This entire issue, like too many others, is one that in theory was settled some time ago. By the end of the last century there was a widespread professional consensus on the basic theoretical questions about what constitutes "plagiarism" vs. what constitutes the normal interchange of texts. As Rebecca Moore Howard had made clear, we all patchwrite all the time -- and in fact Bakhtin, one would have thought, had made it clear much longer ago, when he said that our speech is full to overflowing with the words of others. Among the community of those professionally interested in the teaching and learning of writing, the received view has been that plagiarism is a complex and difficult concept, a site for reflection on teaching and learning rather than on ethics, morality and punishment. Text appropriation is not necessarily cheating, and not necessarily theft. This is all about learning how to engage in written discourse communities.

As with advances in medicine, though, the really difficult -- and unsexy -- part is delivery. When the rubber hits the road, out there at the chalkface among my colleagues, not much has changed. Larry Cuban's wonderful description of the intractability of educational practice remains powerfully descriptive. Consider change in educational theory, he says, as

a hurricane sweeping across a sea: fifteen-foot waves on the turbulent surface, roiled waters a fathom down, and calm on the ocean floor. . . . While professional journals resound with pro and con arguments on theory, letters to the editor and sharp rebuttals get dipped deeper in hot acid, books are written and reputations made, convention programs are filled with slogans from advocates and skeptics of the theory, and professors of education propound that construct to their students, most publishers continue producing texts uninfluenced by the theory and most teachers teach content with methods untouched by controversy, slogans, journal articles, or convention programs. (1979: 142-3)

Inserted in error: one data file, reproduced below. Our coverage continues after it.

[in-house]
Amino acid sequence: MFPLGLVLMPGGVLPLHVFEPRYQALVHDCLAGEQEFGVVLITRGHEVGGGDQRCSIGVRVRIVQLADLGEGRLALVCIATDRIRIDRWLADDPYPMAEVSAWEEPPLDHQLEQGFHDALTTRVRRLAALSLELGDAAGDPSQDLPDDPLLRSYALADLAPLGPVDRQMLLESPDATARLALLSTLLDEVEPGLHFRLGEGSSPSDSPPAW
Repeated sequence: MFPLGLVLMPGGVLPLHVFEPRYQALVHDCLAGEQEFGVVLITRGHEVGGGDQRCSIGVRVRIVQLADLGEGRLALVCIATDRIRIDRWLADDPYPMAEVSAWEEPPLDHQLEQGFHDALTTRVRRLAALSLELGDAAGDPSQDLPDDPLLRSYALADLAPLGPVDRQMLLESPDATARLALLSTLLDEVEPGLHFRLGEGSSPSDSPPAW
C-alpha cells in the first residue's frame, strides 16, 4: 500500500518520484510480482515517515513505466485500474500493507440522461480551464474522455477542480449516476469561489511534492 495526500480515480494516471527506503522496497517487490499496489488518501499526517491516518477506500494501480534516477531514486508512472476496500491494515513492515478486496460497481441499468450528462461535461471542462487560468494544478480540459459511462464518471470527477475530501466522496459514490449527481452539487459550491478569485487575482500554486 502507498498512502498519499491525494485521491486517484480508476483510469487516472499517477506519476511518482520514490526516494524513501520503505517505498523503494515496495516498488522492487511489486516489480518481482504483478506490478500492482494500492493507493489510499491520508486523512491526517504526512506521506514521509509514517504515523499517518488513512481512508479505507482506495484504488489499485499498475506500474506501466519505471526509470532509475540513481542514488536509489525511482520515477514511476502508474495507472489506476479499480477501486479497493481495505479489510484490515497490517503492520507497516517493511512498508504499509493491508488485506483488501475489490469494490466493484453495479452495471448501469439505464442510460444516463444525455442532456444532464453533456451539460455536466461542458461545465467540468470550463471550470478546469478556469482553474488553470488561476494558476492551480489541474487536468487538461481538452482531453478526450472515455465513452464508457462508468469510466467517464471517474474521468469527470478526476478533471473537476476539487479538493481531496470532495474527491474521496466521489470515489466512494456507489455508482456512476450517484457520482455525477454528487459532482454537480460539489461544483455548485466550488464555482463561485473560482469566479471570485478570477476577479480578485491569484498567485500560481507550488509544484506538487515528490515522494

Here, as in so many areas, it seems that practice is going to have to lead theory. Theory doesn't seem have much power to change our practice. I remain, though, hopeful that material circumstances might. The practices that occasion and afford plagiarism and the criminal justice model of response to it may still be changed by the increasing difficulty of enforcement practices. If you can't lick 'em you'd better join 'em.

I have argued elsewhere (in "Four Reasons to Welcome Internet Plagiarism," for example) that in fact we can't lick 'em, that the ease of importing text and the facility for manipulating it given to us by the computer and the Internet have made it exponentially more difficult to keep students who see what's going on as a game from smuggling their academic steroids into the locker room. If it's not impossible now, it soon will be -- pace Further, I am unconvinced that all the enlightened suggestions for restructuring essay assignments so that plagiarism becomes impossible, or too difficult to bother with, will work either.  A quick look at the horror stories regularly retailed in articles on the plagiarism plague, or a scan through the electronic lists for discussing teaching and writing, will make this clear.

OK, so how, really, might we change the situation? What is it that we want our students to be learning, here, and how can we help them learn it? I think its pretty clear that though we may want them in the short term to be learning how to write the genre of academic essay, even more and in the much longer term we want them to be learning how to learn to write new genres they havent encountered yet. And we want them to be learning those rhetorical strategies that allow them to embed someone else's language, and someone else's ideas, into their own rhetorical acts -- which means, I think, that we want them to be committing rhetorical acts, because it's in action that we learn about language. Whether they come from China or backwoods New Brunswick, whether they come from a different academic culture or from no academic culture at all, what they all need to be learning (and to some extent what we are all learning, all the time) is how to join the sorts of textual conversations that are occurring in academic contexts.